A Chile (To Chile)

Elías Adasme

Illapel, Chile, 1955
Recent acquisition
  • Date: 
  • Technique: 
    Digital print on cotton paper
  • Descriptive technique: 
    Record of an Art Action consisting of five photographs
  • Dimensions: 
    175 x 113 cm (each one)
  • Edition/serial number: 
    2/5 + 1 A.P.
  • Category: 
    Photography, Action
  • Entry date: 
  • Register number: 

A Chile (To Chile, 1979-1980) is one of the pieces that best represents Elías Adasme’s body of work. It was exhibited at the Paris Biennale in 1982, but never in his own country, as the artist fled in exile to Puerto Rico in 1983 following several arrests and death threats from the Pinochet regime. Adasme belongs to the group of artists that author Nelly Richard called the "Advanced Scene", by which she referred to a series of practices that emerged in Chile during the military dictatorship on the unofficial edges of the art world. These artists developed strategies of artistic activism and counter-narratives which were carried out through performance and intervention in public spaces. Four of the five panels that make up the work show actions performed by the artist between December 1979 and December 1980. The fifth describes the public places where the images of the photo-performances were displayed and the amount of time that these remained in the streets of the city of Santiago, as frequently they were quickly ripped down by citizens who supported the regime or by the police. Together, the images trace a map of pain, represented by the artist’s semi-nude body, standing straight up or hanging upside-down, next to the longitudinal map of Chile, used, in Adasme’s words "as a metaphor and in opposition to the space socially 'constructed' as: private - public - intimate." The presence of the artist's injured body brings to mind the torture and disciplinary subjugation imposed by the Pinochet regime. The location of one of the actions in the Salvador station in Santiago de Chile also brings to mind the frustration of those who put their trust in the mired-down government of Salvador Allende.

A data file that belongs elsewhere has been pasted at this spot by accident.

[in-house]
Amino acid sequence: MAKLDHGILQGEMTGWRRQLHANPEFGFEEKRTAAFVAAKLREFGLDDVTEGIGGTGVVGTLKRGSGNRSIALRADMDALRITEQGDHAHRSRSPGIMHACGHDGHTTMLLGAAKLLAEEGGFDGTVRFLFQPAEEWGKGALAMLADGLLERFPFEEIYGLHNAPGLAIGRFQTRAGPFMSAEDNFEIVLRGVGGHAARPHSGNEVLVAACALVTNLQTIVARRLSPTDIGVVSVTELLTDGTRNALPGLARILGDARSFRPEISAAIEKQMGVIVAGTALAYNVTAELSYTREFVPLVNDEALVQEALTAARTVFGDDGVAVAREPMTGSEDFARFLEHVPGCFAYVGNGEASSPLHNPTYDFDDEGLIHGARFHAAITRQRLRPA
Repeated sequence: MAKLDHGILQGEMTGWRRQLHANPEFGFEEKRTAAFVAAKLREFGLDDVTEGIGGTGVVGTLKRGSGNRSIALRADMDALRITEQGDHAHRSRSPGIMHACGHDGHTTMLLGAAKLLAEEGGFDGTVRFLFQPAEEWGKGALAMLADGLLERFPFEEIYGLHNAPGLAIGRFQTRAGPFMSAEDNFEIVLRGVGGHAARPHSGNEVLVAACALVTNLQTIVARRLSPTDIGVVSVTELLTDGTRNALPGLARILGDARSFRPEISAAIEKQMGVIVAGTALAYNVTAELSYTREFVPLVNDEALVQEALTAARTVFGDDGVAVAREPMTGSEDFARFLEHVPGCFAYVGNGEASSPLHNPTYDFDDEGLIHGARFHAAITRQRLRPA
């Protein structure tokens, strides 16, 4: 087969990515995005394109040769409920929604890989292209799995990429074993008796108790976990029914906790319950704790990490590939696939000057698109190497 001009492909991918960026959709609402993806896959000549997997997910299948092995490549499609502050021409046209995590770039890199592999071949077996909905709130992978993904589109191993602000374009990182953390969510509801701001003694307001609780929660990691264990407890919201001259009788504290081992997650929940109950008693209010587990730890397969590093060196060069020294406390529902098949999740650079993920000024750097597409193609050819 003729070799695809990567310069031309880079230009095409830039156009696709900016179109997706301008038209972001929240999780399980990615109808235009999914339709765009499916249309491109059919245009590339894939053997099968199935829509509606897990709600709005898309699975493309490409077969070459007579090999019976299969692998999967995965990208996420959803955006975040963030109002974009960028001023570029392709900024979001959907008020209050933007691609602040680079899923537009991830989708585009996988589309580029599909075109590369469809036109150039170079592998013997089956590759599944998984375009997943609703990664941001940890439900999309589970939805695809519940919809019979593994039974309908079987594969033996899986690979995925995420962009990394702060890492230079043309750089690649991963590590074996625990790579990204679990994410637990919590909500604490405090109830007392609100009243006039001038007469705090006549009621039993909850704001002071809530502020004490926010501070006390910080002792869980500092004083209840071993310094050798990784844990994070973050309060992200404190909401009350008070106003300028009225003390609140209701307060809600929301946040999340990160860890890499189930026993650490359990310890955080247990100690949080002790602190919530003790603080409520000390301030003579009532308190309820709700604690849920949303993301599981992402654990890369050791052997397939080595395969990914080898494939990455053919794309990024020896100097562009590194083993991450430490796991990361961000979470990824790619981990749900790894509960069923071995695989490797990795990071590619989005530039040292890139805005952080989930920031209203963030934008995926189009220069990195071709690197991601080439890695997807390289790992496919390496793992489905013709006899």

Lola Hinojosa